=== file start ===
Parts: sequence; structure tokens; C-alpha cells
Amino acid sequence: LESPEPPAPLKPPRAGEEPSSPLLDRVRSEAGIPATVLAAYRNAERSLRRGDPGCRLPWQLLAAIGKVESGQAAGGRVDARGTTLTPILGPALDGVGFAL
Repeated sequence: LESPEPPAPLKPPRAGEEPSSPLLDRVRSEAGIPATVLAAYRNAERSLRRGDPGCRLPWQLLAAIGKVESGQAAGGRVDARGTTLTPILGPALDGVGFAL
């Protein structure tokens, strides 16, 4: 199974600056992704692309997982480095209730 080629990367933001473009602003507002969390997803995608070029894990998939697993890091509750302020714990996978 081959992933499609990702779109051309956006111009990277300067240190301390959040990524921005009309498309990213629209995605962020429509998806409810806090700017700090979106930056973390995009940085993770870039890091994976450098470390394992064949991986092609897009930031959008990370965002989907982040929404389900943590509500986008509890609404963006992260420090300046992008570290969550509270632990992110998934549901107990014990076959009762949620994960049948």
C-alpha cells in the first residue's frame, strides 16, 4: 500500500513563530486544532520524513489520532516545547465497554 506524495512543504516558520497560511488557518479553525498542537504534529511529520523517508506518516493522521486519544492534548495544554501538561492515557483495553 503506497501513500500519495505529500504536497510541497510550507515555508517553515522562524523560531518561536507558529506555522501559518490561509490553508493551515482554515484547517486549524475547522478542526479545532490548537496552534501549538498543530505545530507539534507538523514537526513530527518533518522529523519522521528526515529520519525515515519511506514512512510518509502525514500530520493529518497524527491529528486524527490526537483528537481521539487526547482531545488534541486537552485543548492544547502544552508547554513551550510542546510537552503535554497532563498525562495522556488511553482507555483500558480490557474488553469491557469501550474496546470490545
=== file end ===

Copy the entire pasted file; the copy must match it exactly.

Parts: sequence; structure tokens; C-alpha cells
Amino acid sequence: LESPEPPAPLKPPRAGEEPSSPLLDRVRSEAGIPATVLAAYRNAERSLRRGDPGCRLPWQLLAAIGKVESGQAAGGRVDARGTTLTPILGPALDGVGFAL
Repeated sequence: LESPEPPAPLKPPRAGEEPSSPLLDRVRSEAGIPATVLAAYRNAERSLRRGDPGCRLPWQLLAAIGKVESGQAAGGRVDARGTTLTPILGPALDGVGFAL
């Protein structure tokens, strides 16, 4: 199974600056992704692309997982480095209730 080629990367933001473009602003507002969390997803995608070029894990998939697993890091509750302020714990996978 081959992933499609990702779109051309956006111009990277300067240190301390959040990524921005009309498309990213629209995605962020429509998806409810806090700017700090979106930056973390995009940085993770870039890091994976450098470390394992064949991986092609897009930031959008990370965002989907982040929404389900943590509500986008509890609404963006992260420090300046992008570290969550509270632990992110998934549901107990014990076959009762949620994960049948």
C-alpha cells in the first residue's frame, strides 16, 4: 500500500513563530486544532520524513489520532516545547465497554 506524495512543504516558520497560511488557518479553525498542537504534529511529520523517508506518516493522521486519544492534548495544554501538561492515557483495553 503506497501513500500519495505529500504536497510541497510550507515555508517553515522562524523560531518561536507558529506555522501559518490561509490553508493551515482554515484547517486549524475547522478542526479545532490548537496552534501549538498543530505545530507539534507538523514537526513530527518533518522529523519522521528526515529520519525515515519511506514512512510518509502525514500530520493529518497524527491529528486524527490526537483528537481521539487526547482531545488534541486537552485543548492544547502544552508547554513551550510542546510537552503535554497532563498525562495522556488511553482507555483500558480490557474488553469491557469501550474496546470490545